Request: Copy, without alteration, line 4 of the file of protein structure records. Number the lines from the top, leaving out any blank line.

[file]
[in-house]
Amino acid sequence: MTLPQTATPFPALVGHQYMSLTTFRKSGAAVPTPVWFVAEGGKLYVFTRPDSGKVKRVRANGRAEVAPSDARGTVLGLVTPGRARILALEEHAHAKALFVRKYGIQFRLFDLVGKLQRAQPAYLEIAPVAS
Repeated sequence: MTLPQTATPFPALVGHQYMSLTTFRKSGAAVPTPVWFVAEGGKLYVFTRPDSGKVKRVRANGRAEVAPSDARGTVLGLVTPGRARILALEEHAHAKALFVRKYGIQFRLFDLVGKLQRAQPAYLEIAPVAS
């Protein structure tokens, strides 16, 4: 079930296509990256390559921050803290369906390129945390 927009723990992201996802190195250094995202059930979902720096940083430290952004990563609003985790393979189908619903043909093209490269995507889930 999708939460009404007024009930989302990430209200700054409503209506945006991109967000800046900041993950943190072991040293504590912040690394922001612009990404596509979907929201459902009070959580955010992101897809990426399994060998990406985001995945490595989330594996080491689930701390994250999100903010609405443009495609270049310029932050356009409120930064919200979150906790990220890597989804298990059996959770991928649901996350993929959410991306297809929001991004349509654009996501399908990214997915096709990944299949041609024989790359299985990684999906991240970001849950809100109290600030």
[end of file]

């Protein structure tokens, strides 16, 4: 079930296509990256390559921050803290369906390129945390 927009723990992201996802190195250094995202059930979902720096940083430290952004990563609003985790393979189908619903043909093209490269995507889930 999708939460009404007024009930989302990430209200700054409503209506945006991109967000800046900041993950943190072991040293504590912040690394922001612009990404596509979907929201459902009070959580955010992101897809990426399994060998990406985001995945490595989330594996080491689930701390994250999100903010609405443009495609270049310029932050356009409120930064919200979150906790990220890597989804298990059996959770991928649901996350993929959410991306297809929001991004349509654009996501399908990214997915096709990944299949041609024989790359299985990684999906991240970001849950809100109290600030």